For fans of Japanese design, architecture and coffee this story might be a little too much. You should probably be sitting down for this. A building designed by Kenzo Tange in the 1970s that houses, among other things, a rock garden by Isamu Noguchi, has been partially taken over by design studio nendo’s own offices, as well as a coffee shop produced and managed by the Tokyo and Milan-based design firm. It’s like old world and new world masters being united by coffee.
Connel coffee is located on the 2nd floor of the Sogetsu Kaikan in Akasaka, a building designed for the Sogetsu school of Ikebana. Situated across from the imperial crown prince’s residence, it boasts picturesque views of the Korekiyo Takahashi Memorial Park.
The name of the café is a play on the word koneru, meaning “to knead” or “to mold” in Japanese. It’s a clever reference that connects back to nendo, which means clay.
The café’s logo and branding, also produced by nendo, has been designed by taking the “n” from the nendo logo and bending it to form two “c”s. The coffee shop is, of course, being added to our Tokyo Guide.
The building was designed by Kenzo Tange, described by nendo as “one of the pioneers of modern Japanese architecture.” Following in Tange’s steps – his own offices had been located on the 10th floor of the building until his death in 2005 – nendo has recently relocated their offices into the Sogetsu Kaikan. And in doing so, they’ve opened a coffee shop that’s open to the public. Their offices, obviously, are not.
In order to preserve much of Tange’s original architectural flavor, features like walls and ceilings have been left untouched. Only the floor and furniture has been redesigned. “The tops of the counters have been finished in a gloss black to match the grey mirror finish of the ceiling,” explains nendo, and the original tulip chairs and tables designed by Eero Saarinen have been repaired for reuse under nendo’s supervision.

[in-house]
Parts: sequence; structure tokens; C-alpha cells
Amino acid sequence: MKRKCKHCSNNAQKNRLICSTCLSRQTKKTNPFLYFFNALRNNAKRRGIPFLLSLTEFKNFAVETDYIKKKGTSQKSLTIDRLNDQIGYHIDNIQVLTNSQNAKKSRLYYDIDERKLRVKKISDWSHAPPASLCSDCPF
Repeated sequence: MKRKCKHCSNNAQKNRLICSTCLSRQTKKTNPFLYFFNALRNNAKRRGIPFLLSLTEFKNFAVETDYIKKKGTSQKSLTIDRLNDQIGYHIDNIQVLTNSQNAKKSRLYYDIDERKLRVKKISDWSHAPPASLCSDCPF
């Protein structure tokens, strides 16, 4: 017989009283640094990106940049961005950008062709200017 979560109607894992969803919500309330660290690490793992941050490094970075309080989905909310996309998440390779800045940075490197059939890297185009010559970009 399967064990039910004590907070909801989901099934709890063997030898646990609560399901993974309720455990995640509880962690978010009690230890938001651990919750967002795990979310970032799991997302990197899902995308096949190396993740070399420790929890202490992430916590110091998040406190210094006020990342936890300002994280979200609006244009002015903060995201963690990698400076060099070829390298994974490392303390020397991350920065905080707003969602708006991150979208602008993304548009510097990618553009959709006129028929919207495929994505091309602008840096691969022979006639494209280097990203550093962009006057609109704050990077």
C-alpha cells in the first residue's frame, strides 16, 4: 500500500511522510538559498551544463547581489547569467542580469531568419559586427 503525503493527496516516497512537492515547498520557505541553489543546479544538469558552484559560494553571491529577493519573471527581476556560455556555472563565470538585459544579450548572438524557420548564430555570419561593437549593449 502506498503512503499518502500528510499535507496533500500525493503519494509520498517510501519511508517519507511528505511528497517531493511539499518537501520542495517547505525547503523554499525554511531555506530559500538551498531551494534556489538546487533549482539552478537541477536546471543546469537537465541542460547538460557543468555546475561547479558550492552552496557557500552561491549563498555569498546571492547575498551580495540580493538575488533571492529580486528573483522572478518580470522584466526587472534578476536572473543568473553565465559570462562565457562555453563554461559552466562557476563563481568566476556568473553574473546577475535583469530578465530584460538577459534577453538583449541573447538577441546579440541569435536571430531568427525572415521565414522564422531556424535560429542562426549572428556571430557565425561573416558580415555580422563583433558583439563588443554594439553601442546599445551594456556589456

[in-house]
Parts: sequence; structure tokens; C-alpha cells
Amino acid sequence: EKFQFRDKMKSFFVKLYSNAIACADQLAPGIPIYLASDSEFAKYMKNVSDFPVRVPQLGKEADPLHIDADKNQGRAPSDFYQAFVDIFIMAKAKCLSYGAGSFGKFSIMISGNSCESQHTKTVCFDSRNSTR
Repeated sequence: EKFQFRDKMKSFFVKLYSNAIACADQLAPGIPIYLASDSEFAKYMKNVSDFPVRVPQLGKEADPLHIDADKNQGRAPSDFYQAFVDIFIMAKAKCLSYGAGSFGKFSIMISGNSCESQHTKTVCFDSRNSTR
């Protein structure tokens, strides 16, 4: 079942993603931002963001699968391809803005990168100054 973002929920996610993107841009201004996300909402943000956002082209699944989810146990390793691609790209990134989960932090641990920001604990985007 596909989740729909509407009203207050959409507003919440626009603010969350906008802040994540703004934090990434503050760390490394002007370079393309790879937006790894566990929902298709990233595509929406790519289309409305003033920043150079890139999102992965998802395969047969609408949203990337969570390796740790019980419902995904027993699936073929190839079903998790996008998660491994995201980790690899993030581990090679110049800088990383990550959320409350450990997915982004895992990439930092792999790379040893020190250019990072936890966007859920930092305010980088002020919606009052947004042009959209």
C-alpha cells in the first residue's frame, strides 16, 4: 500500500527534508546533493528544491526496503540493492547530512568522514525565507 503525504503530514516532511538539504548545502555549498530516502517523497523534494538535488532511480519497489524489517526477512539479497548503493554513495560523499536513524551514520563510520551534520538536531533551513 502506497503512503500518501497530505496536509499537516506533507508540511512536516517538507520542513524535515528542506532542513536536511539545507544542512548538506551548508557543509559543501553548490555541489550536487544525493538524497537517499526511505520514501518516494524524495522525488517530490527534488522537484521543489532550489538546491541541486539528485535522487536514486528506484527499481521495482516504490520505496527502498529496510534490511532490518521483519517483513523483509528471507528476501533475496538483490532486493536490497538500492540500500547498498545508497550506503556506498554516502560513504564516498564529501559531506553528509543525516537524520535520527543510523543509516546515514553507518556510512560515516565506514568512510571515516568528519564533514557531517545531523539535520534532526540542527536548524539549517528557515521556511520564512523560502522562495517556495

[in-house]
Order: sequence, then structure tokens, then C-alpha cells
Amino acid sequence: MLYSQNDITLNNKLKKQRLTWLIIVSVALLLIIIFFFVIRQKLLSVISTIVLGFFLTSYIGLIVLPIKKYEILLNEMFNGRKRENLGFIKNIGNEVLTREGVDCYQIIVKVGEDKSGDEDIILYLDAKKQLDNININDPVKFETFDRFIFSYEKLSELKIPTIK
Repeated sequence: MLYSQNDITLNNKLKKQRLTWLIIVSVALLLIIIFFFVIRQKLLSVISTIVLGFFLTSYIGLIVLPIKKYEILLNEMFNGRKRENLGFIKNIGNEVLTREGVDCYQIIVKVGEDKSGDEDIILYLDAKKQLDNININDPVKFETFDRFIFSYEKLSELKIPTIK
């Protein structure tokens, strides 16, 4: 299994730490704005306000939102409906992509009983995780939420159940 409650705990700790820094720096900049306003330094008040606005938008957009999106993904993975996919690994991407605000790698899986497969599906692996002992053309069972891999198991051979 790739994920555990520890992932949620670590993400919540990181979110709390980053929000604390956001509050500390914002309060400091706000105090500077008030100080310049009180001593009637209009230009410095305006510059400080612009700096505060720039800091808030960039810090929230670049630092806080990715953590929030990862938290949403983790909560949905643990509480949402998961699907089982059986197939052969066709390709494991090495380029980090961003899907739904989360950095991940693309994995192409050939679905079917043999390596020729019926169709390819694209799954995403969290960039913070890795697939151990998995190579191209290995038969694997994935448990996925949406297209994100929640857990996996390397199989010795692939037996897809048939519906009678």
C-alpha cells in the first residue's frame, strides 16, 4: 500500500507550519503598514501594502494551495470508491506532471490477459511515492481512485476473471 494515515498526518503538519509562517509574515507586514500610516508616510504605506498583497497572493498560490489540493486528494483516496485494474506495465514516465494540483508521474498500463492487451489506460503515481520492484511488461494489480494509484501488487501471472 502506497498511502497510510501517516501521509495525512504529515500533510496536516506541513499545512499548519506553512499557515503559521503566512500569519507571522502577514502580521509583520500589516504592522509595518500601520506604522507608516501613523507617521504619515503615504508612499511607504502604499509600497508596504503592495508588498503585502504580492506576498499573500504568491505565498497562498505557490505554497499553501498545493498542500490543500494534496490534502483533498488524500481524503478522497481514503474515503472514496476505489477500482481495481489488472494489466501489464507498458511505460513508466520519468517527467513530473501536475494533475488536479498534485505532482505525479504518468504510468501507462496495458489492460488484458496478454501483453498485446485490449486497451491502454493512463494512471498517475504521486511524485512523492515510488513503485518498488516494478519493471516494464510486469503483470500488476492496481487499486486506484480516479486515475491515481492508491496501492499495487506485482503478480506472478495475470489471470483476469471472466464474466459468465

The Sogetsu Ikebana School, and its sibling organization The Sogetsu Art Center (SAC), played a fascinating role in Japan’s art scene as a major hub for avante-garde activities in the 1960s. Art historian Miki Kaneda explains on post:
Artists, musicians, designers, critics, writers, and performers gathered at the SAC to test out new experimental practices and to engage in dialogue about new directions in the arts. With a performance hall, regularly scheduled performance and film series, and its own arts journal, the SAC was a space where artists could collaborate and speak across disciplinary boundaries in ways that would have been impossible in traditional museum, concert hall, or academic contexts.
In terms of performance art in Japan, the first documented event in the country that was called a “happening” took place at the Sogetsu Art Center, at Ichiyanagi’s concert in late 1961. Cage, Tudor, and Cunningham all came to Japan for the first time through invitations by the SAC.